One of my initial questions, especially since we started off bartering, was how much this was all going to cost. I found that depending on where we lived, prices for guitar lessons differed. Denver guitar lessons cost us about 45.00 an hour. Boise guitar lessons were closer to 20.00 an hour. Guess it's a good thing that we moved to the "Gem State"!

Encouraging Online Learning

There are many places online that help with homeschool music curriculums. One of the best resources that we found for history lessons. Luckily, we found Confessions of a Homeschooler early on in our search. They have a great guide to what works and what doesn't. My son found some help from Khan Academy as well. If your child is in an online school such as K12, they also have a comprehensive program. Of course, you can also look around online and find the right fit for you too. Much of what is available online is geared towards kids of different ages. Looking back, I should have begun with all of this earlier than I did. This is a mistake that I will be correcting with our youngest child!

What about you? Do you have any good online music programs that you like? Please feel free to share! We are trying to find out more too!





Monday, February 17, 2014

We're Going to the Life is Good Unschooling Conference!

Have you heard about the unschool conference called Life is Good? If you haven't and you are an unschooling family, then you will certainly want to check it out. There are a number of conferences being held this year, but this is one of the ones that we are most excited about. Held from May 22 to May 25 in Vancouver, Washinton this conference is going to be great! Geared towards families with children of all ages, there is going to be a lot going on throughout including a talent show, funshops a pajama party, and a "prom". Additionally the Life is Good conference is going to have a number of presenters that are bound to inform and inspire.

One that I am really excited about is Robyn Coburn. She is such a positive person and I love reading her blog. If you haven't checked her out, she is an amazing writer and she has a number of great craft ideas on her website. As we have gone from more structured homeschooling to unschooling, I have found a wealth of inspiration on her page and now I get to hear her speak in person! Woohoo!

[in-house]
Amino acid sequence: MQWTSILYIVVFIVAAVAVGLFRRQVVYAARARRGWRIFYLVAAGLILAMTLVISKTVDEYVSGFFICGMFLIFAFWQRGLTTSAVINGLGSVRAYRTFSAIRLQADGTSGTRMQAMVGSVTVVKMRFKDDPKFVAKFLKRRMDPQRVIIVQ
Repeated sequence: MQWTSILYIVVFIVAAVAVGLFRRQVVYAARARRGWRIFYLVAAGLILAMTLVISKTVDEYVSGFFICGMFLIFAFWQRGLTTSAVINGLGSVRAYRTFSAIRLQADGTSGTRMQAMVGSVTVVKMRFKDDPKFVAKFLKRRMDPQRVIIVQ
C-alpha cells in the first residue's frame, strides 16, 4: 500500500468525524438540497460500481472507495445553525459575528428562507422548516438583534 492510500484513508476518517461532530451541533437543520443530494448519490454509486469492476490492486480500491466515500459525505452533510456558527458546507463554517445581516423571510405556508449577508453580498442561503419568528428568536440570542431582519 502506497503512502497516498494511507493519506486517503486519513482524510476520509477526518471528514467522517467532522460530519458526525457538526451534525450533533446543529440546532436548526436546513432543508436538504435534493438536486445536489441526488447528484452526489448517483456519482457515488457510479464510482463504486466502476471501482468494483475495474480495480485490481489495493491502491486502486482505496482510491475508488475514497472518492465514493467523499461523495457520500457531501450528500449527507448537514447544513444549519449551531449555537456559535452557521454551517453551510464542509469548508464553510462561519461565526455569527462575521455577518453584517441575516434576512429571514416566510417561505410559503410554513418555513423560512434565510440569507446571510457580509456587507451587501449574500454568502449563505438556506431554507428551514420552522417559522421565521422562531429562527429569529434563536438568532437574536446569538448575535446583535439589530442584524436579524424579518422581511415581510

Kimya Dawson - of the famed Moldy Peaches - is also going to be there! You may have heard her sing in the movie Juno. We love her. My older son was actually a bit worried since he didn't know people that were going to be going and then I told him that she was going to be performing and he was hooked.

Unschooling is a great way to educate. It is an option that encourages a loving environment and children to learn on their own. If you don't know much about unschooling or this philosophy then you may want to check out the conference too. Just because you haven't been doing this kind of home education, doesn't mean that you can't attend. What better way to immerse yourself, make new friends, and learn about the style than by checking it out firsthand?

This is going to be able to be a family vacation for us. As a bonus, we haven't been to Portland before and the convention is not far away. It is going to give us a chance to be able to see people that we haven't seen in a while (we have friends in Eugene and they are coming up) and we plan to also explore the area. We are super excited about this unschool event!

Are you planning on going? Share your excitement with us! We'd love to meet new people while we are there!